Symbols of the world's religions



Ramjoo Abdulla

On the twentieth of December, 1927, the forty-first day of his fast, the Master confined himself in a double room in the near vicinity of the Meher Ashram. This room had been built in July of that year and none could make head or tail of it at that time. About six feet in length, equally deep underground and four feet in breadth, with a small flight of stairs just sufficient for a single person to pass through this crypt-like place at a time, the lower level was solidly built in lime and stone and resembled a steel safe. In place of a roof, a flat piece of wooden board was fixed over the top, closing the room in from all sides save the small opening above for the stairs.

Immediately above this peculiar pit of a room, another was built of wooden scantlings, bamboo matting and iron sheets. This latter room was a bit more spacious than the crypt right below it. A door was fixed at one end of this upper room for the attendants and visitors, who where seldom let in. The room had three other openings as windows. One of these was at the back overlooking the sadhak ashram, a set of five separate rooms, each one just large enough for a person to lie down comfortably, wherein five of the grown-up disciples had also imprisoned themselves just a few days before the Master confined himself.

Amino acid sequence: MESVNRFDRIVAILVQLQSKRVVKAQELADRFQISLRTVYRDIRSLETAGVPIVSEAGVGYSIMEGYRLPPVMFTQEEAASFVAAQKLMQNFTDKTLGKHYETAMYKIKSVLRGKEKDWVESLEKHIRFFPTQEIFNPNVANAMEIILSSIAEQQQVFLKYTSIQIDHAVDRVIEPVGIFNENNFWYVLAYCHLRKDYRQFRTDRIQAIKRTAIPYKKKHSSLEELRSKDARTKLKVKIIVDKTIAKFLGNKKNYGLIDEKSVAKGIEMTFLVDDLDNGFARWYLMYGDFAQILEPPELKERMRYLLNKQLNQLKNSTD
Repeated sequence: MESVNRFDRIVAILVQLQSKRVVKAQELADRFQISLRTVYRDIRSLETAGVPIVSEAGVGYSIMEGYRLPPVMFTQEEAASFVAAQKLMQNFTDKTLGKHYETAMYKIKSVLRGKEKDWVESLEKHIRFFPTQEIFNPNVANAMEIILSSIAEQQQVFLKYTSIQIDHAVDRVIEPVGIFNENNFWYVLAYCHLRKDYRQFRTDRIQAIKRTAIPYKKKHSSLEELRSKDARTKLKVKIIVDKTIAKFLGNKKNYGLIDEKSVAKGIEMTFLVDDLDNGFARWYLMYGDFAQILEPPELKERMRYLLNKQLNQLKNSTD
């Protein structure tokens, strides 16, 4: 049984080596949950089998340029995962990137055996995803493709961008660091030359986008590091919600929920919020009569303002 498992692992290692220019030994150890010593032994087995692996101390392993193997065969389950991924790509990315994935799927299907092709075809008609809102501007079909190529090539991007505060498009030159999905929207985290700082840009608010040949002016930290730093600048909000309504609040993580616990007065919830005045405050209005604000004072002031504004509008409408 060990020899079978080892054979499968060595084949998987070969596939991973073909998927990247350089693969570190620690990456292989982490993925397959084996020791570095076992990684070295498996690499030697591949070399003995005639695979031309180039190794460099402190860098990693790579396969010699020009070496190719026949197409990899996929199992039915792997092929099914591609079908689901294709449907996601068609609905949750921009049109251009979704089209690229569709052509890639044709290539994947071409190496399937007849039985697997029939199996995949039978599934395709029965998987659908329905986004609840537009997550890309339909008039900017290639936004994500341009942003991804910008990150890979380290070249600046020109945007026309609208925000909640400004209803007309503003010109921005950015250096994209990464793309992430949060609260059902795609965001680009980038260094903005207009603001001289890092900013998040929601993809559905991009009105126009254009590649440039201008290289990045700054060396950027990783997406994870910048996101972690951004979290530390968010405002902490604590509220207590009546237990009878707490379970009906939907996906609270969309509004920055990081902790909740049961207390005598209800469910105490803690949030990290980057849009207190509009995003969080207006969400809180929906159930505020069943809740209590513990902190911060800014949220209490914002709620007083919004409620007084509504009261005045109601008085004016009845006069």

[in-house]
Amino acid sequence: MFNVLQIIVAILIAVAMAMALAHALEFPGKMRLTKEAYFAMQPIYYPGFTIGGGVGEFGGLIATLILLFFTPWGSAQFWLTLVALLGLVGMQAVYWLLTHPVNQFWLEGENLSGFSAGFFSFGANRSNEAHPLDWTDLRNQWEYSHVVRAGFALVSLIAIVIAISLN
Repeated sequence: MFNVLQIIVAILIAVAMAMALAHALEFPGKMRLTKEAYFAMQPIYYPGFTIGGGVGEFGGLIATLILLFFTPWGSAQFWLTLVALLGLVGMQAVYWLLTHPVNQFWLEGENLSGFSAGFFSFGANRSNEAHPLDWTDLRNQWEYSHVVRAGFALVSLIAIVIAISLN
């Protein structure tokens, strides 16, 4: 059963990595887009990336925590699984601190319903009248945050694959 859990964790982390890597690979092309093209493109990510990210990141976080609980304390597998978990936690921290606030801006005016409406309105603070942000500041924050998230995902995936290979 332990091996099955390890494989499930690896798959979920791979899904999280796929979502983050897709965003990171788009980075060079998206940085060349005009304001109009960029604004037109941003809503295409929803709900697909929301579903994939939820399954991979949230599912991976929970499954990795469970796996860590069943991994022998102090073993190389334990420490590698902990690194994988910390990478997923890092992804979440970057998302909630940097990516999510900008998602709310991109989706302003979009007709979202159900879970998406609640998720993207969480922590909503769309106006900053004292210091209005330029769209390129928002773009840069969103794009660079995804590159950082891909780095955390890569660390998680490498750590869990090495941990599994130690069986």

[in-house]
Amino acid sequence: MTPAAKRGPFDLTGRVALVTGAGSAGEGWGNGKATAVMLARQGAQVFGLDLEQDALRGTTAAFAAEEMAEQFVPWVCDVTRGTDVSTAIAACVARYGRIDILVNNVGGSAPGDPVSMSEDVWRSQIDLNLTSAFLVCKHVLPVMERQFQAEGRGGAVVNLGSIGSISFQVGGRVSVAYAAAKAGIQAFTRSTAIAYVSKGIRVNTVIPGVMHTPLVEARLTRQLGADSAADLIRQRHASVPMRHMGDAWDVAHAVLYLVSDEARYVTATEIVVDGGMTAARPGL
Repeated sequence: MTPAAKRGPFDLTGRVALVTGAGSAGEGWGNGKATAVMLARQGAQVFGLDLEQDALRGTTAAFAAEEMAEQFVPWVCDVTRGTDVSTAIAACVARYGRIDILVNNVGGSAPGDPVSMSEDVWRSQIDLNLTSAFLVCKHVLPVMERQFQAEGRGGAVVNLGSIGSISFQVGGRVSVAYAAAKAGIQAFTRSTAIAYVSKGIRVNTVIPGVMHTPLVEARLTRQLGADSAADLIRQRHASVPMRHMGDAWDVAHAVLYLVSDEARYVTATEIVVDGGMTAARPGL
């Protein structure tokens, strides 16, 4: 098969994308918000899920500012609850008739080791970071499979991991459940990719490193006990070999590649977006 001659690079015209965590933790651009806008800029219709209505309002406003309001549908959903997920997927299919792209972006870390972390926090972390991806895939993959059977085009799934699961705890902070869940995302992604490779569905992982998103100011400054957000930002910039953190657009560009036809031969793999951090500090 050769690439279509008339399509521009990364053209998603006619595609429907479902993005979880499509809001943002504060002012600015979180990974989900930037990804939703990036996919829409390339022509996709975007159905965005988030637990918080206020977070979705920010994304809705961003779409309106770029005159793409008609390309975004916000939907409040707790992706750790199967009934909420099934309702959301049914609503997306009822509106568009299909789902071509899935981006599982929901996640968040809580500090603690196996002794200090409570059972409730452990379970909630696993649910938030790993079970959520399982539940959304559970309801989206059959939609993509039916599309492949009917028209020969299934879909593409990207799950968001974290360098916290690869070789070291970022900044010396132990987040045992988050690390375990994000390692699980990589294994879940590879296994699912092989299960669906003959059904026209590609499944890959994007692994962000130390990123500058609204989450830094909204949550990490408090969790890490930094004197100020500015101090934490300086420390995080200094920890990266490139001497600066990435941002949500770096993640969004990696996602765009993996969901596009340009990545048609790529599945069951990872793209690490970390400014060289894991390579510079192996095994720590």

To continue the description of the Master's prison, the remaining two windows were in the front overlooking the Meher Ashram, its playgrounds and the rest of the premises connected with it. One of these was enclosed with wire netting for the Master to look through when he retired into the upper room, and the other served the main purpose of enabling him to appear before the disciples, boys and visitors, as he generally did throughout the day and also during the early hours of dawn. The Master remained locked up there till the twenty-sixth of February, 1928. During this period of two months and eight days the Master never came out of this peculiar lock-up and usually retired for the night in the vault below.


RAMJOO'S DIARIES 1922-1929, Sobs and Throbs, pp. 421-422
1979 © Avatar Meher Baba Perpetual Public Charitable Trust


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